Who owns your happiness?

In our society, we’ve pretty much grown up feeling that we’re nobody unless we have what a certain somebody else has, so we’re as good or cool as they are.

Whatever the metric of success – social status and recognition, material and physical prosperity – once we see it in someone else we tell ourselves, if we only have that, we’ll be happy. Guru sales guys specialize in awakening your wants and desires so you’ll buy and buy and buy. Why shouldn’t you “have it all” right?

Thanksgiving Day is a time to be grateful. And today, I am especially grateful for something sort of unusual:

I am grateful for the growing belief that “genuine happiness lies in not wanting.”

Can you remember a moment when everything seemed perfect? Just for a moment? During that rare moment, did you want anything else?

But a short while later, the old wanting grinder starts up again…

No matter what (or who) it is we get, soon the happiness it provided wears off…we get unhappy again, want something or someone else, and well, you know the story. After all these years, I am learning that

“Endless wanting is a burden to the mind.” – Ani Tenzen Palmo.

That belief doesn’t mean you live in a hovel. Or have no rewards for what you do. Far from it. It’s about not hankering after the rewards of what you do. It’s in the hankering that the danger lies.

Who owns your happiness?

Are you unhappy unless you own what they tell you that you need to be happy? Have you fallen for that a little over the years, like I have?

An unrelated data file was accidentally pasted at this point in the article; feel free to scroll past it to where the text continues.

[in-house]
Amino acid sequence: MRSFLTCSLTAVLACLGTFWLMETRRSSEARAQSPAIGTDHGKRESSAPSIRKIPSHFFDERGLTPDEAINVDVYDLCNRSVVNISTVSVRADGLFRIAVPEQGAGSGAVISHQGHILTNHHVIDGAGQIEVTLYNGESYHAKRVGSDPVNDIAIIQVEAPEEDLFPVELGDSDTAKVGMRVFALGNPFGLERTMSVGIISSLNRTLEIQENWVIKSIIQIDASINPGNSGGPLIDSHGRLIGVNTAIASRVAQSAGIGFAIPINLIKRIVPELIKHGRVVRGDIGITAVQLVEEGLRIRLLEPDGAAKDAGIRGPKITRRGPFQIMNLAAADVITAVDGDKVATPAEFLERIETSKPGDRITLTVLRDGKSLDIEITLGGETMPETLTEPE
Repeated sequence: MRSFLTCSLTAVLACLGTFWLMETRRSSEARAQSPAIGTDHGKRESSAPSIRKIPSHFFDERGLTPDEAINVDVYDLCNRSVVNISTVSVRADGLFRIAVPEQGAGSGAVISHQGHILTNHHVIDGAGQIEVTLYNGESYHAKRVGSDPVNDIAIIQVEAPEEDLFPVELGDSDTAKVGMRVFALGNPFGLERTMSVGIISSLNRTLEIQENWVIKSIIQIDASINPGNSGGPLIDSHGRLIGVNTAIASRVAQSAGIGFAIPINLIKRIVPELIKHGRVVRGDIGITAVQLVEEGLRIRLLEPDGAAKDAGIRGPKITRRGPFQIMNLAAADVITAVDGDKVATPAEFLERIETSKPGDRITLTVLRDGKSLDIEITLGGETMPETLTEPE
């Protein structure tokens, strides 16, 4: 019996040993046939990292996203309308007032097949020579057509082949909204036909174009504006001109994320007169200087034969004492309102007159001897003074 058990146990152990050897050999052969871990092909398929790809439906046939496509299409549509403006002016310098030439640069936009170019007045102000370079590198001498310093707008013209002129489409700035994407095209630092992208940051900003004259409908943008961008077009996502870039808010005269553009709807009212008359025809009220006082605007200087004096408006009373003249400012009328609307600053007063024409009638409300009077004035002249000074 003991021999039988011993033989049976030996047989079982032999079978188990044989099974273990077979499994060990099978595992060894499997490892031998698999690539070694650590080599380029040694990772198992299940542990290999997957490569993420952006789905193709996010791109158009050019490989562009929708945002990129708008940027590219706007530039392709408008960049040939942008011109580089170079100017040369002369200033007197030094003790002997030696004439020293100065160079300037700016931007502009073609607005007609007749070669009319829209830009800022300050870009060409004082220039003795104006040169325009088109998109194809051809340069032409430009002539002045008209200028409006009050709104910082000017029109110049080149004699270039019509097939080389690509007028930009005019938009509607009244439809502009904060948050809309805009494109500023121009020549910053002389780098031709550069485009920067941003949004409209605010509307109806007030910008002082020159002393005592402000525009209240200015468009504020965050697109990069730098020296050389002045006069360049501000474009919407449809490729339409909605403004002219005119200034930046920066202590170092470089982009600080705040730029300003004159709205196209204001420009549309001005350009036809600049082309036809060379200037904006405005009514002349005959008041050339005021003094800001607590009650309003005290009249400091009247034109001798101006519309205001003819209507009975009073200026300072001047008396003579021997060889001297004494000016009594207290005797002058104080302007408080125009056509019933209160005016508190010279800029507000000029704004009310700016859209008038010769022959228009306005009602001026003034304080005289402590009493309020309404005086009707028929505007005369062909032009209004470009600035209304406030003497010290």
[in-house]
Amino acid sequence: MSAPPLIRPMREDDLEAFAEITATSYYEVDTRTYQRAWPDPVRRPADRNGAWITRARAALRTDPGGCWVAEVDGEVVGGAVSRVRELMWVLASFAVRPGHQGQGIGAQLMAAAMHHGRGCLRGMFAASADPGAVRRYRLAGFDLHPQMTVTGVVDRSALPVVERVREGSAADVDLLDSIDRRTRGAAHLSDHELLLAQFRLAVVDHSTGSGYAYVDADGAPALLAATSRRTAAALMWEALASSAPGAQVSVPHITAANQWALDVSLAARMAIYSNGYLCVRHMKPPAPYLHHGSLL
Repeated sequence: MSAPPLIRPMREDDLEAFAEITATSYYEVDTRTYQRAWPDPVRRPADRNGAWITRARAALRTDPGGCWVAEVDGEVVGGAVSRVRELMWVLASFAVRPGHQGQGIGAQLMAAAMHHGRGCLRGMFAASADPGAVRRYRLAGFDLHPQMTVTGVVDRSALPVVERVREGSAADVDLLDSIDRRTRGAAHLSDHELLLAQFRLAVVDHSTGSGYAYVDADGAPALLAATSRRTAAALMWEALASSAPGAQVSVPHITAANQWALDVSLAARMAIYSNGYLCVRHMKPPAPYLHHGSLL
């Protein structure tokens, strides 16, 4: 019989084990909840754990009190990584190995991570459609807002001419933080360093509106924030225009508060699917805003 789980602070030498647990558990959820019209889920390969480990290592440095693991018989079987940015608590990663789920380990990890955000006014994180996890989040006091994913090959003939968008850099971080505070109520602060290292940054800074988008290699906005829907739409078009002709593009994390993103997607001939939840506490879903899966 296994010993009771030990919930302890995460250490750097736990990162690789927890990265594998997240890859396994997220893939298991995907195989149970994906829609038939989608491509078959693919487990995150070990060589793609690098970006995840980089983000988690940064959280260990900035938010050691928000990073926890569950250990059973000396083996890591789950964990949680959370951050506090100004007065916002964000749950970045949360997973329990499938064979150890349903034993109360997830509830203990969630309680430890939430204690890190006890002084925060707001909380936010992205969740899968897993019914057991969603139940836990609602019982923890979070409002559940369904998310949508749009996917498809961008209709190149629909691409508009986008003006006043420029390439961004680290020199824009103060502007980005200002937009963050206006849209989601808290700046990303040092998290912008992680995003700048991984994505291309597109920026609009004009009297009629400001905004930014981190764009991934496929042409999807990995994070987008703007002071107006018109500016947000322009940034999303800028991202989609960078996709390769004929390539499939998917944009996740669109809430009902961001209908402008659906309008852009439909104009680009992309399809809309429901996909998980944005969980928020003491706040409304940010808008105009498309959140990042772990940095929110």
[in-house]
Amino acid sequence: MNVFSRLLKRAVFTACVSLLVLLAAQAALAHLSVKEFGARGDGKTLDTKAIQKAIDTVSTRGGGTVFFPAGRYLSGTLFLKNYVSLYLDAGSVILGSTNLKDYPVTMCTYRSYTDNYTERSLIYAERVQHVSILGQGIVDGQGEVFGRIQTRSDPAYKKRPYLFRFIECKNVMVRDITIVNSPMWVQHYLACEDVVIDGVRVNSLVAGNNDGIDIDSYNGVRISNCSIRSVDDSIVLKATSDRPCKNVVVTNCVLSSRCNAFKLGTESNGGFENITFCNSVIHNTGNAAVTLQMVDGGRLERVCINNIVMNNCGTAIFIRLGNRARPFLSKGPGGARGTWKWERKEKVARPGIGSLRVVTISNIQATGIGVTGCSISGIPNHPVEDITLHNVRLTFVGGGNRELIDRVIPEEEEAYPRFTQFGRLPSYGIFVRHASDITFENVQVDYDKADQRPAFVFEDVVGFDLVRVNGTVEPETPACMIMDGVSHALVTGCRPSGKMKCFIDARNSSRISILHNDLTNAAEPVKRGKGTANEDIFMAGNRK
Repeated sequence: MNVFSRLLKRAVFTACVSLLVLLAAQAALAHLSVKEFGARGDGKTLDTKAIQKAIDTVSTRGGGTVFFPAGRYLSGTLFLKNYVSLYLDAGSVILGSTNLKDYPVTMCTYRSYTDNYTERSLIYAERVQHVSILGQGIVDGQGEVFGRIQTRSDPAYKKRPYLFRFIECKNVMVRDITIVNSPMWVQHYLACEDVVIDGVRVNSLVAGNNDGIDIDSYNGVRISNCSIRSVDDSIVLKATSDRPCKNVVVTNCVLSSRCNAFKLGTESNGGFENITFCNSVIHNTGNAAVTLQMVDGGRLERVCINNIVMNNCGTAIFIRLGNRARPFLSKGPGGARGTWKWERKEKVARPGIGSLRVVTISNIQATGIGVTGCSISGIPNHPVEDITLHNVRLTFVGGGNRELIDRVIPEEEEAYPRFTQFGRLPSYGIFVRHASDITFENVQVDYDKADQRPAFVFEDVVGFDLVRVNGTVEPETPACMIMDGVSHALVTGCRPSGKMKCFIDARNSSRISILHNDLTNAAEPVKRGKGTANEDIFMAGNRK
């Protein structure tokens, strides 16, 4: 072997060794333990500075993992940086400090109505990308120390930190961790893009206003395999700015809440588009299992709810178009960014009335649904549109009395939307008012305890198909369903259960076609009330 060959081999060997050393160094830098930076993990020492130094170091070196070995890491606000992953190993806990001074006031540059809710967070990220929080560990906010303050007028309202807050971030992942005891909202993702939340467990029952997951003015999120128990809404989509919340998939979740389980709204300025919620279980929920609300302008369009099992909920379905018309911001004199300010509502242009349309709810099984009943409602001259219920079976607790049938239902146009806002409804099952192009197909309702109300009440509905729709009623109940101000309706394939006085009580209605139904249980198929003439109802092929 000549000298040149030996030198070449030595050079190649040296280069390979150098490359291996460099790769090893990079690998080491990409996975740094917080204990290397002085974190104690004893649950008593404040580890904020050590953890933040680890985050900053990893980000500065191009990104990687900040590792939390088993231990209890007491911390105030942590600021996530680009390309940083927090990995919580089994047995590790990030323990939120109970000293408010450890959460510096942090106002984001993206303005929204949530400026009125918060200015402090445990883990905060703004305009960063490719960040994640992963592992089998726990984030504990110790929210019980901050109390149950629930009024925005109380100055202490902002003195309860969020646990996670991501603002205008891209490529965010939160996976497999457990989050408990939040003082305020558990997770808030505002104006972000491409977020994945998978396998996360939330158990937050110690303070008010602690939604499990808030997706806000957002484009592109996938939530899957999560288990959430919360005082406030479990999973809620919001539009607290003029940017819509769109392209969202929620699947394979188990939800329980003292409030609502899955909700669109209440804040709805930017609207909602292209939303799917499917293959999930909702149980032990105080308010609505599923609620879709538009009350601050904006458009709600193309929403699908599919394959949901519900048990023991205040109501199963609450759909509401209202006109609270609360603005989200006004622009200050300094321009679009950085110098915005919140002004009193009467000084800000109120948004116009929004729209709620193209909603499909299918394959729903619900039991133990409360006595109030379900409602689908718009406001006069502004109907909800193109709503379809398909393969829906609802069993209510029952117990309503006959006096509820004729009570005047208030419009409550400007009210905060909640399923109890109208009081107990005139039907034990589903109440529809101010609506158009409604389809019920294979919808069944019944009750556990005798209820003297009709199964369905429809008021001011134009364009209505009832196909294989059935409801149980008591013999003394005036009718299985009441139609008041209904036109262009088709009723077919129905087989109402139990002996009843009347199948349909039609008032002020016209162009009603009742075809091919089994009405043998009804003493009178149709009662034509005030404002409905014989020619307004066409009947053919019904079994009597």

Today I am grateful for not wanting, not hankering after rewards quite like before. It is both relieving and invigorating. The love of doing it rules. Not the (external) rewards of it.

P.S. In case you think the “not wanting” mindset is for sissies, don’t be fooled. In any negotiating session, the one who cares the least about the prize, wins. It is the one who hankers after it most who gives away the store – and often – her soul.

About the author

Kim Klaver


  • Great post, Kim. I love the concept of the wanting mind because it helps us realize that we are forever wanting. (And people take advantage of that weakness of ours!) We are always searching and needing, even after we get there. If our reason for searching is to grow during the journey, that's one thing, but it's usually just to get More.

    What a terrible way to live.

    Alice 🙂

  • Congratulations Kim. Wanting always creates more wanting. I have been practing this way of living for many years now and I can tell you that it is the only way to be totally free. Living without being attached to a particular outcome allows me to have a soft heart and a thick skin. I love my mlm business and it doesn't matter to me that I am not at the top of any heap. I work towards my goals but I'm not attached to seeing the outcome in only one specific way. We are always in charge of our happiness, not the stores or wall street.

  • Kim,

    Great post. We live in one of the most covetous cities in the U.S. Children here are brand conscious before they can read.

    You reminded me of a quote from Charles Kingsley that I have kept by my monitor for years.

    "We act as if comfort and luxury were the chief requirements of life – when all we really need to make us happy is something to be enthusiastic about."

    Wishing You Plenty to Live,
    Tom Doiron

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